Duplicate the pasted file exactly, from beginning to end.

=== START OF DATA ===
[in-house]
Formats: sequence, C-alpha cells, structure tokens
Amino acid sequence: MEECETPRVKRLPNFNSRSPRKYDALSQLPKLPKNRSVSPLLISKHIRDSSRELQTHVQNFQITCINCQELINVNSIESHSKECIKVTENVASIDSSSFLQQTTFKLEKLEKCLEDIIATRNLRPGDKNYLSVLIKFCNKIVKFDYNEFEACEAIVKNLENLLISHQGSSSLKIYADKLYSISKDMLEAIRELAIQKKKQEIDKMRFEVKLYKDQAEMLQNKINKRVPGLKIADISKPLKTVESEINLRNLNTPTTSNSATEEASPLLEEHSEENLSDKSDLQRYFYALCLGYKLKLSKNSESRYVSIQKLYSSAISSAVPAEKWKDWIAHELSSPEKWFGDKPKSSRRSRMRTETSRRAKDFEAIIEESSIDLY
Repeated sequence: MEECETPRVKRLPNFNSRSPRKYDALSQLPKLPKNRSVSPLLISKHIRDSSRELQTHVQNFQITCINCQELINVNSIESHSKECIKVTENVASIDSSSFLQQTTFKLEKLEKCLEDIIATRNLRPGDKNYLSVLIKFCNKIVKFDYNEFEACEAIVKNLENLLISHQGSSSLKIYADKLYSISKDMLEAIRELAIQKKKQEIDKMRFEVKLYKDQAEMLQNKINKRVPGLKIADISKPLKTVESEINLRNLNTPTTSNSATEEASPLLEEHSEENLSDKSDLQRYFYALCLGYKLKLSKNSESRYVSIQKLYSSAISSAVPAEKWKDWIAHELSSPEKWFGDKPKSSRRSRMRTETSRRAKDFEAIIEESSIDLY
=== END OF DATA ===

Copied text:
[in-house]
Formats: sequence, C-alpha cells, structure tokens
Amino acid sequence: MEECETPRVKRLPNFNSRSPRKYDALSQLPKLPKNRSVSPLLISKHIRDSSRELQTHVQNFQITCINCQELINVNSIESHSKECIKVTENVASIDSSSFLQQTTFKLEKLEKCLEDIIATRNLRPGDKNYLSVLIKFCNKIVKFDYNEFEACEAIVKNLENLLISHQGSSSLKIYADKLYSISKDMLEAIRELAIQKKKQEIDKMRFEVKLYKDQAEMLQNKINKRVPGLKIADISKPLKTVESEINLRNLNTPTTSNSATEEASPLLEEHSEENLSDKSDLQRYFYALCLGYKLKLSKNSESRYVSIQKLYSSAISSAVPAEKWKDWIAHELSSPEKWFGDKPKSSRRSRMRTETSRRAKDFEAIIEESSIDLY
Repeated sequence: MEECETPRVKRLPNFNSRSPRKYDALSQLPKLPKNRSVSPLLISKHIRDSSRELQTHVQNFQITCINCQELINVNSIESHSKECIKVTENVASIDSSSFLQQTTFKLEKLEKCLEDIIATRNLRPGDKNYLSVLIKFCNKIVKFDYNEFEACEAIVKNLENLLISHQGSSSLKIYADKLYSISKDMLEAIRELAIQKKKQEIDKMRFEVKLYKDQAEMLQNKINKRVPGLKIADISKPLKTVESEINLRNLNTPTTSNSATEEASPLLEEHSEENLSDKSDLQRYFYALCLGYKLKLSKNSESRYVSIQKLYSSAISSAVPAEKWKDWIAHELSSPEKWFGDKPKSSRRSRMRTETSRRAKDFEAIIEESSIDLY